Monday, September 30, 2013

Touring Chicago's Lakeshore

On a splendidly sunny day in Chicago, my school took part
in their annual walk-a-thon along Chicago's Lakeshore.
While I live in the near suburbs of the city, I seldom make it
to the lovely Lakeshore, and when I'm there I always tell myself I should
visit more often.
Several of these sailboats were just going out into the
lake--I'm guessing to prepare for a race.
There is always a multitude of bikers and joggers on the path.

I took some terrific shots while walking along this fence.

And all I had to do was lean over to see these ducks
swimming toward me.  I fear they were looking for treats, and I had none.

There are plenty of trees along the way, providing delicious
shade for overheated joggers.

My favorite street.  :)

I found this little bicycle rather picturesque against the blue water.

These geese found both the shade and some lunch. 

Some kind walkers accommodated my goofy picture idea.

Nearing the end!

And getting a well-deserved rest before boarding the buses.

If you visit Chicago, spend some time walking on the path along Lake Michigan.
You'll be inspired by its beauty!

Saturday, September 28, 2013

Find the Right Conference for You

by Sharon and Bill Hopkins

Our guests this week are husband and wife writers Bill Hopkins and Sharon Woods Hopkins. Sharon is the author of Killerwatt, Killerfind, and the just-published Killertrust. Bill is the author of Courting Murder and River Mourn, also a new release.

We have gone to many writers’ conferences for the last five years. There are different kinds of conferences and good ways and bad ways to attend them.

Let’s start with the different kinds of conferences. Some do not allow independent writers to sell their books or appear on panels. If you fall into that category, check the information about the conference carefully before you spend your time and money.

 Fan conferences (such as Malice Domestic and Bouchercon) are great fun because you get to meet your readers! Usually these gatherings have a bevy of famous authors who are interesting to chat with and listen to.

Workshop conferences (such as Sleuthfest and Mystery Writers of America University) are mainly for writers. You’ll be doing workshops, exercises, and perhaps receiving critiques or talking to agents or pitching to publishers.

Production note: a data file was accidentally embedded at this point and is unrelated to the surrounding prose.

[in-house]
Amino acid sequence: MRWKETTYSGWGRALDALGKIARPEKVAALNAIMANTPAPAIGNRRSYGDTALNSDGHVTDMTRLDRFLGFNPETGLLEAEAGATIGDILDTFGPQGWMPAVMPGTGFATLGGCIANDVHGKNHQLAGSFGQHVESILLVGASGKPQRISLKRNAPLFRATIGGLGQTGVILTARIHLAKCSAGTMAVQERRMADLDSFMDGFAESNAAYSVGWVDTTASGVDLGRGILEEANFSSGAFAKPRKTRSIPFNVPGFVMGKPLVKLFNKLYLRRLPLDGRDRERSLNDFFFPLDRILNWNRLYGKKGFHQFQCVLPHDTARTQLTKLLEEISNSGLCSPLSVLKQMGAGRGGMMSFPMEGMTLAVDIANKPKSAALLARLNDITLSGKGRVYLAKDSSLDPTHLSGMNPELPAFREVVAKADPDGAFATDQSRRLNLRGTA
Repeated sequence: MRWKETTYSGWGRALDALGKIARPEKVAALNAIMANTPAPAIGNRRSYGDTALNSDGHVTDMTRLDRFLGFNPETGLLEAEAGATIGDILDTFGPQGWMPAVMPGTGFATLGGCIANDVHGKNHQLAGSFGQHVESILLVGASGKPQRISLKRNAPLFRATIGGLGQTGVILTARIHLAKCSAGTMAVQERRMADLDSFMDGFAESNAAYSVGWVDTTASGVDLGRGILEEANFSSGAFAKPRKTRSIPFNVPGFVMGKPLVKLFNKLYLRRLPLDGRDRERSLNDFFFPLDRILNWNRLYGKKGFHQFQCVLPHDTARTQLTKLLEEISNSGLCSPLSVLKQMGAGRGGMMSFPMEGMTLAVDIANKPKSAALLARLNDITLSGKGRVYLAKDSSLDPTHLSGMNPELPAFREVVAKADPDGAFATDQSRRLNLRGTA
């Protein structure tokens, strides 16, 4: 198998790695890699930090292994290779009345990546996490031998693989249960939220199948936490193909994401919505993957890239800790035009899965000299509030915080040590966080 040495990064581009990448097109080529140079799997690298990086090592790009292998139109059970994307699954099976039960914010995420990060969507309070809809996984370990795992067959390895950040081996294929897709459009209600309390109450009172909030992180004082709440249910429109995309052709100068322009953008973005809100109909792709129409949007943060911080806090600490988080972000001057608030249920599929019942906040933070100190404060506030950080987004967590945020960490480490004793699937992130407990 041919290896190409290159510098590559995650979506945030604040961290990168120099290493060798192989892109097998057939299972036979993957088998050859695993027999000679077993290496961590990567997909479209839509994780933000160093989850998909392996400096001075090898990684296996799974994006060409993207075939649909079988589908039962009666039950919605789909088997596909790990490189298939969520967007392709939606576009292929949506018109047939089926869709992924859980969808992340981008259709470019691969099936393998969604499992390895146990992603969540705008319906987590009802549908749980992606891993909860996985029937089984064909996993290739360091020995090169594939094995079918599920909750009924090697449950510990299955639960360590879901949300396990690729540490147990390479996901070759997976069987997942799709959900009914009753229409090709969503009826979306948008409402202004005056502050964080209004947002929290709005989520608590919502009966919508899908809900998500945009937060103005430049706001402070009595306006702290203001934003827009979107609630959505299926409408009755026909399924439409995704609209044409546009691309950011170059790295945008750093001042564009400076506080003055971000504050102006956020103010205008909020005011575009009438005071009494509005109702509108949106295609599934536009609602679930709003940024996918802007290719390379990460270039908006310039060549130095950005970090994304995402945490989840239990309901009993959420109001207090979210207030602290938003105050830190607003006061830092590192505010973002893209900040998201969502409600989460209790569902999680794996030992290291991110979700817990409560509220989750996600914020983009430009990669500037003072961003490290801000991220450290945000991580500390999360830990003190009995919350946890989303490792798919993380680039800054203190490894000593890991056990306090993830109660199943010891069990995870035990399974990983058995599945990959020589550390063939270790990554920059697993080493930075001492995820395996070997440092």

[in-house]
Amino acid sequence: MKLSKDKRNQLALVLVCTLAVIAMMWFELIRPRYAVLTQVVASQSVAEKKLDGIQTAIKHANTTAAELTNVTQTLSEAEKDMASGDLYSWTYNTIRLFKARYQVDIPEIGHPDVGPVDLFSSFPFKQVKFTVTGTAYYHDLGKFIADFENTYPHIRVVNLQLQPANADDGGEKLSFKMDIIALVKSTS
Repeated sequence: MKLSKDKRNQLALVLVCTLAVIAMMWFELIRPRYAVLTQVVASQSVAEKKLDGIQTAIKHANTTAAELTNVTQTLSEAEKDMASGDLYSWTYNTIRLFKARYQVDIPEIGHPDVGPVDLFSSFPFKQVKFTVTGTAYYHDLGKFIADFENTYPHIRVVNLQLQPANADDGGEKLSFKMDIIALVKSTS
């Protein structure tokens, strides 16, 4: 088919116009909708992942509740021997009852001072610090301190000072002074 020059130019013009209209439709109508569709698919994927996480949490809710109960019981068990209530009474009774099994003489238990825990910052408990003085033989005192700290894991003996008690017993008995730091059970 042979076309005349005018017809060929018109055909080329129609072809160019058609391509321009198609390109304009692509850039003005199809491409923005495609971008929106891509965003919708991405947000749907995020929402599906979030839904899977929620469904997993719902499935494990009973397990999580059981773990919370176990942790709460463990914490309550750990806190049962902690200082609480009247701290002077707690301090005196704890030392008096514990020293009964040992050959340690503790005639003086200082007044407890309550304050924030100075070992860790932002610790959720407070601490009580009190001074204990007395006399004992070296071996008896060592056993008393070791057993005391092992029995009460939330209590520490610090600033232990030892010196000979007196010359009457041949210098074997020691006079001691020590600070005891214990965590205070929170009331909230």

At study conferences (such as Killer Nashville and Writers Police Academy) the lessons and information are so intense and exciting that you’ll wonder how you ever did without such a source.

State or local literary or book festivals are mostly oriented toward authors selling their books. Some are friendly to self-publishers (Missouri Writers Guild and Mississippi Writers Guild, for example), and some prohibit self-publishers altogether.

Regardless of what conference you want to go to, we suggest you go to at least one per year. At every kind of conference, you must not be shy! Writers from the most famous to the brand new ones are friendly and interested in talking with you. We always attempt to make several new friends whenever we go to a conference.

A final note of encouragement. We heard at one conference that mystery writers could benefit from participating in Romance Writers of America activities. Neither of us writes anything remotely romantic, but that group is probably the strongest writing group in the whole country. Those people know how to market and how to teach writing.

Jodie Renner has compiled a list of gatherings that you should go through:
If you know of a conference that should be on there, please let Jodie know AND thank her for the hard work she did in compiling this.

Please write us if you have any questions:
Sharon Woods Hopkins
Bill Hopkins

Friday, September 27, 2013


by Sheila Connolly

I just returned from the mystery mega-conference Bouchercon, which is a rather overwhelming experience—the estimate I heard was that there were 1,200 attendees scattered among multiple hotels in Albany, all trying to find their way through a convention center with little signage.

But I was happily surprised to find how many friends I have made over the past few years.  I think this was the first year I could actually introduce people to each other and remember both their names.  You'd think writers could keep names straight, but maybe we're too busy naming our characters to bother with the real people standing in front of us (if I snubbed anybody, I apologize).  Since writers so often labor alone, the broader writers and readers communities are important to us, and it's a pleasure to have meals or to attend panels with a whole array of people, both familiar and newly met.

But before the event I had been thinking about an advice column from a recent Boston Globe Sunday magazine, titled "Betrayed by a best friend," written by Robin Abrahams (AKA Miss Conduct).  Someone wrote to her to complain that she had been dumped by a friend of over twenty years, who suffers from a mental illness and, to put it kindly, had not been a very good friend at any time.

That's hard enough.  I'm sure we've all had friends who suddenly turned on us for no apparent reason, and there's no way to find out why since that friend is no longer on speaking terms with you.  But the rejectee seemed extraordinarily troubled by this rejection:  five years later she is still haunted by the betrayal, to the extent of having nightmares about the former friend at least once a week. This can't be healthy.